Until I saw the new animated Spider-Man: Into the Spider-Verse, I didn’t understand why our son, A.J., has insisted on dressing as Spider-Man for four Halloweens in a row. But thanks to the message from the new animated film – I get it. Even as a 45-year-old midlife Mom, I get it. Spider-Man has personal challenges just like the rest of us and that’s what makes him relatable. When A.J. first saw the previews of the Spider-Man: Into the Spider-Verse movie, he was captivated. His first reactions were, “There’s a Black Spider-Man” and “He looks just like me!” Fast forward a few months and I got an invitation to fly to Los Angeles to screen the movie, interview the stars, producers, and directors. It was hard to leave my very own Spider-Man at home for two days, but I returned with a new respect for my son’s favorite superhero. Keep reading and I’ll explain why this film has multigenerational appeal.
Get ready for the emotional and visual roller coaster of an animated Spider-Man movie. It took producers, directors and editors about three years to bring it all together. When you see the film’s visuals, you will be amazed. One of the aspects I loved most was the music – a mix of old school 90’s rap by Biggie and new songs from Post Malone.
Miles Morales is a 13-year-old Brooklyn boy who lives with his loving parents, NYPD Officer Jefferson Davis and nurse Rio Morales. He speaks Spanish and English in his Afro-Latino household. Weekdays he’s at a boarding school outside his neighborhood. In his free time, he hangs out with his Uncle Aaron, tags his neighborhood and navigates the angst and self-doubt of being a teenager.
Like Peter Parker before him, Miles is bitten by a Spider that changes his trajectory and turns him into Spider-Man. Of course, he must keep his new identity secret which means distancing himself from his parents. All along his crime-fighting journey, Miles meets other Spider-Men and Women including Spider-Gwen and Spider-Noir – except he has the huge task of saving his Spider-Friends and his beloved New York City.
The writers of Spider-Verse do an amazing job showing you the perspective from Miles Morales, his parents, his “old school” uncle, and Peter Parker.
I identified most with Rio Morales, Miles’ mom. While his dad was tough on him, Rio provided a handful of tender moments in the film. In the midst of the morning hecticness to get to school, Rio made sure Miles gave her a kiss and they spoke lovingly in Spanish. Don’t get me wrong. Miles and his dad had genuine, loving moments in the Spider-Verse too.
But even Luna Lauren Velez who I remember lovingly from Fox’s New York Undercover in the ’90s said 13-year-old Miles needs his mom because: “He’s at that age where he’s really struggling to find out who he is. He’s at this new school where he’s trying to figure out `what am I leaving behind’ and ‘who am I becoming’?”
Peter Parker is now out of shape and down on his luck in this film. Anyone who’s had a midlife crisis can probably relate. The mentor relationship between Peter and Miles isn’t always easy in the film. Peter is coming into the relationship with his own emotional baggage, while Miles is a newbie to the skills he has as Spider-Man.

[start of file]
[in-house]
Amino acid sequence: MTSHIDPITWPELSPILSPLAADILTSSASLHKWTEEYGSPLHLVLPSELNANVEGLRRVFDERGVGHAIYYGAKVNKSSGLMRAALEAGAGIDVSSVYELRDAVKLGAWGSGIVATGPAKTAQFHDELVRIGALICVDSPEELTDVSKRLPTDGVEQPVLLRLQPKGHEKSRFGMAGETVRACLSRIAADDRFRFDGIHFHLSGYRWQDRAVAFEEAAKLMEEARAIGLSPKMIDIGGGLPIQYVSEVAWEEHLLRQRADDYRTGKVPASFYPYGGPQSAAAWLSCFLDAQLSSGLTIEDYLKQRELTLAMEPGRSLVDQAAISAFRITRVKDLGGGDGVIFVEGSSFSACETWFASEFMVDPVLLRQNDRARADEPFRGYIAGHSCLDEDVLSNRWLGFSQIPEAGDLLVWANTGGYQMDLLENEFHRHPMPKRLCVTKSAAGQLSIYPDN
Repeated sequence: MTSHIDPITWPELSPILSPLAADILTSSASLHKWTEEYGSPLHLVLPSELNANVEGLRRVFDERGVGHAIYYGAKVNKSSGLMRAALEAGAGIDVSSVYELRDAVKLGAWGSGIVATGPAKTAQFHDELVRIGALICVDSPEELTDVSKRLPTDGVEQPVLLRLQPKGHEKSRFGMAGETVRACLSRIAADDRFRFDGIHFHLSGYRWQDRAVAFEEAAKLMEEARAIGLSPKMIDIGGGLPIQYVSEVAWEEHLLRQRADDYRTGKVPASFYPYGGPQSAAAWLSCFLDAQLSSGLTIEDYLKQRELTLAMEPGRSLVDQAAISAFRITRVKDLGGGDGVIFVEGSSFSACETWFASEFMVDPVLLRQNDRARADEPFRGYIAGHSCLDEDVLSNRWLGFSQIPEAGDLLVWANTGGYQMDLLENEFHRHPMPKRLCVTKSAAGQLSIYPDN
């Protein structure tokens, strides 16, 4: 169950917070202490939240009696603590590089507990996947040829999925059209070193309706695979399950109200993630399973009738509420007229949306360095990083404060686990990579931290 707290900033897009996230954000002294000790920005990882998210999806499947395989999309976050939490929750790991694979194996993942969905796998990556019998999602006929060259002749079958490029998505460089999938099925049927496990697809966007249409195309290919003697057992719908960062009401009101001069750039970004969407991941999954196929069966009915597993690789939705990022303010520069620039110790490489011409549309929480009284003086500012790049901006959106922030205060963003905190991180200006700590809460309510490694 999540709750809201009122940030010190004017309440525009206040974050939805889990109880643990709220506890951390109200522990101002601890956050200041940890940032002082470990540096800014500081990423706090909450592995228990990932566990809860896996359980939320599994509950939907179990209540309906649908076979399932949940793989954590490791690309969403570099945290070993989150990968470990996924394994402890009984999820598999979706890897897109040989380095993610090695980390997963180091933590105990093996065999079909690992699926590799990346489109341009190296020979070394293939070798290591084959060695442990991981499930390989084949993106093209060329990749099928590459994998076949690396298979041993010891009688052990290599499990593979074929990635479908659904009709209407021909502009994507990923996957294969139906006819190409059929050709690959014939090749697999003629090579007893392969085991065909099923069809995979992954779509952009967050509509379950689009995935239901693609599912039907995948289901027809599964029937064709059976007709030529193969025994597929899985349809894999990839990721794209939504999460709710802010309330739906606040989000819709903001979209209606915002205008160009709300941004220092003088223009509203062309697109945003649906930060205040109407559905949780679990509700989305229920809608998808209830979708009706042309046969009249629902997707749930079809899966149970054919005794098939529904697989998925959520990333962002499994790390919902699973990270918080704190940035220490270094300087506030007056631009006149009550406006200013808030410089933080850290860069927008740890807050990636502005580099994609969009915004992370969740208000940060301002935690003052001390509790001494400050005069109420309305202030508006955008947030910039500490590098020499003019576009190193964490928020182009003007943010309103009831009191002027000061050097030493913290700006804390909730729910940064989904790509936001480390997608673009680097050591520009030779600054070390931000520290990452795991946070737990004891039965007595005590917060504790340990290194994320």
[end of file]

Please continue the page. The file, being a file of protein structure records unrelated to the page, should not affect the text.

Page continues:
But Peter and Miles realize that it takes all of the Spider-Men and Women to work together to overcome the villain. Actor Jake Johnson pointed out the overall message is “Anyone can be Spider-Man” and “Anyone can wear the mask.” This film will inspire you to overcome what’s holding you back, embrace your faults and find a supportive crew just like Miles Morales did.
No matter where you are on your personal journey, Into The Spider-Verse has a message you can relate to. Whether it’s the parent-child dynamic in Miles’ family, suffering a personal loss like Peter Parker, getting let down by your uncle like Miles does, or finding a crew of misfits/nerds/weirdos who accepts you for who you are! As you’ll hear in the film: “What makes you different is what makes you Spider-Man!”
Watching this before A.J. got to see it was its own emotional journey. I know he’s anxious to see Miles Morales’ journey as Spider-Man, just like he was excited to see Black Panther. Later this week, I’ll share more from my interview with Shameik Moore who now carries the responsibility of being the first Black Spider-Man when children like A.J. are watching him anxiously.
The Spider-Verse Cast
Shameik Moore (Miles Morales), Jake Johnson (Peter Parker), Hailee Steinfeld (Spider-Gwen), Mahershala Ali (Uncle Aaron Davis), Brian Tyree Henry (Jefferson Davis; Miles’ Dad), Lily Tomlin (May Parker), Luna Lauren Velez (Rio Morales; Miles’ Mom), John Mulaney (Spider-Ham), with Nicolas Cage (Spider-Noir) and Liev Schreiber (King Pin).
Spider-Verse & Stan Lee
The late Marvel Comics legend, Stan Lee, makes a brief and meaningful cameo in Into the Spider-Verse. The audience in our theater cheered when he came on-screen. It’s such a bittersweet moment to know he had a role in this animated milestone for Spider-Man but won’t get to see how his fans react to it.
Spider-Man: Into The Spider-Verse hits theaters December 14th. I’m debating whether we’ll see it in 3D or not.
Visit Spider-Verse Movie Website for trailer and photos
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For Spider-Verse Coloring Sheets and Printables, visit Cookies and Clogs. Its creator, Terri Ann also attended the film screening in LA.